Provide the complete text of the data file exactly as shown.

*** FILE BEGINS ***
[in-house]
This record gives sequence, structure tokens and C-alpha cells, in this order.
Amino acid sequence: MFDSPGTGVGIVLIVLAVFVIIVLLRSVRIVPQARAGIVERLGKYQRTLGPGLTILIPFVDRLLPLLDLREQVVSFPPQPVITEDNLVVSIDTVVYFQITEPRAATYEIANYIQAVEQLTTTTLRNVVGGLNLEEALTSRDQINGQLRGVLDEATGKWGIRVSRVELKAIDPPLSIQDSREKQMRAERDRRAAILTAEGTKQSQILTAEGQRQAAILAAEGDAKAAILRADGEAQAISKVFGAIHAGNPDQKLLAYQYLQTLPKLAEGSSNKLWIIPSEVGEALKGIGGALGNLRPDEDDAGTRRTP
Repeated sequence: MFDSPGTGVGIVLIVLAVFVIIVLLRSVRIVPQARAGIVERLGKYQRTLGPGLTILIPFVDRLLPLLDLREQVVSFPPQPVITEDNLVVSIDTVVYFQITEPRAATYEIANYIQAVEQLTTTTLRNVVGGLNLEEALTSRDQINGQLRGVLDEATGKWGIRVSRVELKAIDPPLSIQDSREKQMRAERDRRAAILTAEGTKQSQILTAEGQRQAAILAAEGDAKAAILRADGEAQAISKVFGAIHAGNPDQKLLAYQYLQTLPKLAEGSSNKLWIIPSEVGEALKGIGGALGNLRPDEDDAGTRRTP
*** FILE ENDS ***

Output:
[in-house]
This record gives sequence, structure tokens and C-alpha cells, in this order.
Amino acid sequence: MFDSPGTGVGIVLIVLAVFVIIVLLRSVRIVPQARAGIVERLGKYQRTLGPGLTILIPFVDRLLPLLDLREQVVSFPPQPVITEDNLVVSIDTVVYFQITEPRAATYEIANYIQAVEQLTTTTLRNVVGGLNLEEALTSRDQINGQLRGVLDEATGKWGIRVSRVELKAIDPPLSIQDSREKQMRAERDRRAAILTAEGTKQSQILTAEGQRQAAILAAEGDAKAAILRADGEAQAISKVFGAIHAGNPDQKLLAYQYLQTLPKLAEGSSNKLWIIPSEVGEALKGIGGALGNLRPDEDDAGTRRTP
Repeated sequence: MFDSPGTGVGIVLIVLAVFVIIVLLRSVRIVPQARAGIVERLGKYQRTLGPGLTILIPFVDRLLPLLDLREQVVSFPPQPVITEDNLVVSIDTVVYFQITEPRAATYEIANYIQAVEQLTTTTLRNVVGGLNLEEALTSRDQINGQLRGVLDEATGKWGIRVSRVELKAIDPPLSIQDSREKQMRAERDRRAAILTAEGTKQSQILTAEGQRQAAILAAEGDAKAAILRADGEAQAISKVFGAIHAGNPDQKLLAYQYLQTLPKLAEGSSNKLWIIPSEVGEALKGIGGALGNLRPDEDDAGTRRTP